Shine, pictured at the Garvan Institute of Medical Research in 2010.
3 July 1946 |
|Known for||Shine-Dalgarno sequence|
Professor John Shine AO, FAA (born 3 July 1946) is an Australian biochemist and molecular biologist. Shine discovered the nucleotide sequence, called the Shine-Dalgarno sequence, necessary for the initiation and termination of protein synthesis. He directed the Garvan Institute of Medical Research in Sydney between 1990 and 2011.
Background and early career
The brother of scientist, Richard Shine, John Shine was born in Brisbane in 1946 and completed his university studies at the Australian National University (ANU) in Canberra, graduating with a bachelor of science with honours in 1972 and completing his PhD in 1975. During the course of his studies he discovered the RNA sequence necessary for ribosome binding and the initiation of protein synthesis in the bacterium Escherichia coli. The sequence was named the Shine-Dalgarno sequence. This was a key discovery allowing further development of molecular biology, especially genetic engineering, and was an important discovery towards understanding gene expression and regulation.
Shine undertook post doctoral research at the Department of Biochemistry and Biophysics at the University of California, San Francisco (UCSF), during this period he was the first to clone a human hormone gene and was a central figure in the cloning of the insulin and growth hormone genes. He also determined the first sequence responsible for replication of a cancer causing virus.
Returning to Australia and the Australian National University in 1978, he cloned the human renin gene and cloned the endorphin gene, going on to demonstrate that human hormone genes cloned in bacteria could be expressed in a biologically active form. He also founded the Centre for Recombinant DNA Research at ANU. In 1982 he was awarded that Gottschalk Medal by the Australian Academy of Science.
Shine returned to the United States in 1984, taking a position at UCSF and directing a biotechnology company California Biotechnology Inc. He was instrumental in the development and growth of the company, now Scios, and subsequently sold to Johnson and Johnson.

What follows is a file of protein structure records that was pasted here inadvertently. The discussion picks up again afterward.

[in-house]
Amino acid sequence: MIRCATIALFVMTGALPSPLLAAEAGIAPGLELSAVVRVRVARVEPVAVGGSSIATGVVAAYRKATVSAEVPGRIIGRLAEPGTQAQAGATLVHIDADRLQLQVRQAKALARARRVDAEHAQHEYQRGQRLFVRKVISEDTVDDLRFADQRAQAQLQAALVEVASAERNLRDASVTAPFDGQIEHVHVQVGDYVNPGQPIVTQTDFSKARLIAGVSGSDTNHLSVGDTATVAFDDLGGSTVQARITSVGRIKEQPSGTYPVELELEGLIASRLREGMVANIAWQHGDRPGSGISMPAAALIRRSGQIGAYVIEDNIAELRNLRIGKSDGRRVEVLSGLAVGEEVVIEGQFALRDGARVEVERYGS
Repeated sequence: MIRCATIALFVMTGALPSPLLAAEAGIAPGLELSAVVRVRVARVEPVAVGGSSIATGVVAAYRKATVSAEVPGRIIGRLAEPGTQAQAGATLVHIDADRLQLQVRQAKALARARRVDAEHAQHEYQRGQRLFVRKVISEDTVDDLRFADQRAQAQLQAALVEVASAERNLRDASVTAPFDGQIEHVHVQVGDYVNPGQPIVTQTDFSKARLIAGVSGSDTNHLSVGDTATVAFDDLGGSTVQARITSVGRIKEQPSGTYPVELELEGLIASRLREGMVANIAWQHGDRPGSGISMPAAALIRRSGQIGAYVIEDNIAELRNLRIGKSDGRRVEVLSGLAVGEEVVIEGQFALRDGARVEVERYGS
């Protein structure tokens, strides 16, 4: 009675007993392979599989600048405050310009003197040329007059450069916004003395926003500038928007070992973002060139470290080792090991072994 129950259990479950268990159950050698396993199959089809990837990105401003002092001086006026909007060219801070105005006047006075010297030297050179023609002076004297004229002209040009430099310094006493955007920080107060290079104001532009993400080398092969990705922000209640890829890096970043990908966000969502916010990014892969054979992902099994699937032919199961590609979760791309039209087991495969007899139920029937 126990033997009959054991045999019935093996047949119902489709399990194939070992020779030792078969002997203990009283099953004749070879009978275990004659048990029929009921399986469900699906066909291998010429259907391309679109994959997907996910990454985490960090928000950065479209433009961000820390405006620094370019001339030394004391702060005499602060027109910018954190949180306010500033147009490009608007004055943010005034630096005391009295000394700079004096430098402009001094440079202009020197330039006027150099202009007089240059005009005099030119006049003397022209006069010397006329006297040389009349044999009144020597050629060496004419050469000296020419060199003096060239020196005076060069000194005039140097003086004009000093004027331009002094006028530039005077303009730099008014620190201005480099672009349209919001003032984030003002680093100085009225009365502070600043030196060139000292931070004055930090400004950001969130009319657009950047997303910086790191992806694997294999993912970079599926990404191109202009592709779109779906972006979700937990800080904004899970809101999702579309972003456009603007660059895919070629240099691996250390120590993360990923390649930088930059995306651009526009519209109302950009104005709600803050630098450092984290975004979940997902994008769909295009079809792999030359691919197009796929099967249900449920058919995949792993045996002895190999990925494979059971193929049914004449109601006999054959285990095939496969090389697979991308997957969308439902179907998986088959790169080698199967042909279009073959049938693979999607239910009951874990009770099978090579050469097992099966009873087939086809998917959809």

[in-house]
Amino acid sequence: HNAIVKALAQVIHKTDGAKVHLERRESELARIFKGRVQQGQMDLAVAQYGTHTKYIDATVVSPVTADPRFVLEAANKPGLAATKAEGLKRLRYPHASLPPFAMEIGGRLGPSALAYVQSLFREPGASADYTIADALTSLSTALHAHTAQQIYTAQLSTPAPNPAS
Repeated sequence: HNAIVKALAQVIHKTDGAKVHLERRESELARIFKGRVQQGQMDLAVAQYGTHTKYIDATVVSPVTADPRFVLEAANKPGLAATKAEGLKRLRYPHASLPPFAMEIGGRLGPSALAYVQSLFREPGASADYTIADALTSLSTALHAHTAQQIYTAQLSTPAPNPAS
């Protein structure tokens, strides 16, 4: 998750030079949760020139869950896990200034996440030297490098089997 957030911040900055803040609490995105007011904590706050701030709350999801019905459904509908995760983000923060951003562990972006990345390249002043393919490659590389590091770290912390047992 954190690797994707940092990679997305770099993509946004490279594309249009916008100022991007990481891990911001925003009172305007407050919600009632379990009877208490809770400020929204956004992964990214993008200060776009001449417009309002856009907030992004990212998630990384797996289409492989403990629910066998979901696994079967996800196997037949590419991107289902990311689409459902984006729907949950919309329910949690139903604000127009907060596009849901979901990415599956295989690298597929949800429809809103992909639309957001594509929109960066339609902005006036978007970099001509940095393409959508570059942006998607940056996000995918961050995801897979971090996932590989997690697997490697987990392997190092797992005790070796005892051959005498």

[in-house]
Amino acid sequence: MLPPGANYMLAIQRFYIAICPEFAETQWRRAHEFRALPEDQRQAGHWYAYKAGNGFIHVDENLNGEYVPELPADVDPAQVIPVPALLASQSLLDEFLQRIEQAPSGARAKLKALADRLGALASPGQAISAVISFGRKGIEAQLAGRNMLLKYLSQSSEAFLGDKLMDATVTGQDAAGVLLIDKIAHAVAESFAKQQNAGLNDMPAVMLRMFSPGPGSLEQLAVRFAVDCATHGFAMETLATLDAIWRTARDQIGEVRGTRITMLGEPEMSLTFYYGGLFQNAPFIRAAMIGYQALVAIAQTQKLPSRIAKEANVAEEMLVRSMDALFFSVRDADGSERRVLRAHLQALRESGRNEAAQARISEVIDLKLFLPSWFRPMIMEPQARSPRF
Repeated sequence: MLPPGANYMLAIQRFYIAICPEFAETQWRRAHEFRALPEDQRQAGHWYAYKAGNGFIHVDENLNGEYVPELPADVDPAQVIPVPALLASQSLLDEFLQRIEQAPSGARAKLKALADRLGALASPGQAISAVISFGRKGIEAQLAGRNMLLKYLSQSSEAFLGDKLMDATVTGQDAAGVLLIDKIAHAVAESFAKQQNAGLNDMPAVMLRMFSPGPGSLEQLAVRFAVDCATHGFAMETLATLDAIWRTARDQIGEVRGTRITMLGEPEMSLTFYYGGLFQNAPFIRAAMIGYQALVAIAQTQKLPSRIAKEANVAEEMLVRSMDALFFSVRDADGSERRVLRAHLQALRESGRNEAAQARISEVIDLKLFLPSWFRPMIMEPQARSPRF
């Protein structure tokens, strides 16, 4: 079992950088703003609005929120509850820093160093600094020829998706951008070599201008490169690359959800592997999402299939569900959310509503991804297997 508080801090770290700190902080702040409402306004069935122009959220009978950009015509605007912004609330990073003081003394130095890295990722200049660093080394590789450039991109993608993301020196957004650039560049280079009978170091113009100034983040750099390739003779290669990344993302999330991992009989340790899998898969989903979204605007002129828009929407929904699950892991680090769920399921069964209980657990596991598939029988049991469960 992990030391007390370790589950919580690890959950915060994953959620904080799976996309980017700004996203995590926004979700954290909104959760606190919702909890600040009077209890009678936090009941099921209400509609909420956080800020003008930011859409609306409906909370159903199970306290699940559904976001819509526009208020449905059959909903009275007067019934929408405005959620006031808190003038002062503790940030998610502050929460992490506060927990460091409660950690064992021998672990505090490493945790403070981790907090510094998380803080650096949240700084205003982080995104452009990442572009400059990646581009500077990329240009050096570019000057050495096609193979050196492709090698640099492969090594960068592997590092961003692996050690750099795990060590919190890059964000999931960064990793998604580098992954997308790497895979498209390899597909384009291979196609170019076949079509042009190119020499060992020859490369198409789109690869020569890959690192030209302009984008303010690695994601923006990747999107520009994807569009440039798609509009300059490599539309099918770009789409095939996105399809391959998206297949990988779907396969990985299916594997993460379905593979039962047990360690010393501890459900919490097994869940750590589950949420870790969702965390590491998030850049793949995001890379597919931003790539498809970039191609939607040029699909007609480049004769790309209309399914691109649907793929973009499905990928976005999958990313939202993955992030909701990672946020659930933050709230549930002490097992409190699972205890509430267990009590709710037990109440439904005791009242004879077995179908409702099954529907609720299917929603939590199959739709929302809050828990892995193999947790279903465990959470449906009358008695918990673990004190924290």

He returned to Australia again in 1987 to take a professorship in molecular biology at the UNSW Australia and became the deputy director of the Garvan Institute. He was Chairman of the National Health and Medical Research Council from 2003 - 2006. He is currently a Professor of Medicine and Professor of Molecular Biology at Garvan Institute of Medical Research, Chairman of CSL Limited, and President of the Board of Museum of Applied Arts and Science ( Powerhouse Museum, Sydney Observatory).
In 1994 Shine was elected a Fellow of the Australian Academy of Science. He donated A$1 million to the Academy in 2000 to assist with funding the restoration of the building; subsequently named the Shine Dome in his honour.
Shine was appointed an Officer of the Order of Australia in 1996 for service to medical research, particularly in the field of molecular biology. In 2010, Shine was awarded the Prime Minister's Prizes for Science, the nation's highest scientific award.
- Walker, Rosanne (25 May 2006). "Shine, John (1946 - )". Encyclopedia of Australian Science. Retrieved 12 September 2016.
- Shine, J.; Dalgarno, L. (6 March 1975). "Determinant of cistron specificity in bacterial ribosomes". Nature. 254 (5495): 34–38.
- Shine, John; Shine, Richard (1 March 2007). "Meeting the Shine brothers". Catalyst (Interview). Interview with Dr Jonica Newby. Retrieved 12 September 2016.
- "Professor John Shine". Research: Neuroscience Division: Neuronal Stem Cells. Garvan Institute of Medical Research. 2013. Retrieved 12 September 2016.
- "History of the Shine Dome". Australian Academy of Science. Retrieved 12 September 2016.
- "Shine, John: Officer of the Order of Australia". It's an Honour. Governor-General of Australia. 11 June 1996. Retrieved 12 September 2016.
- "John Shine: 2010 winner of the Prime Minister's Prize for Science". Science in public. Science in Public Pty Ltd. 17 November 2010. Retrieved 12 September 2016.
- Royal Society of New South Wales. 1130th General Monthly Meeting: Humanity's Future - Understanding our Genome, 2004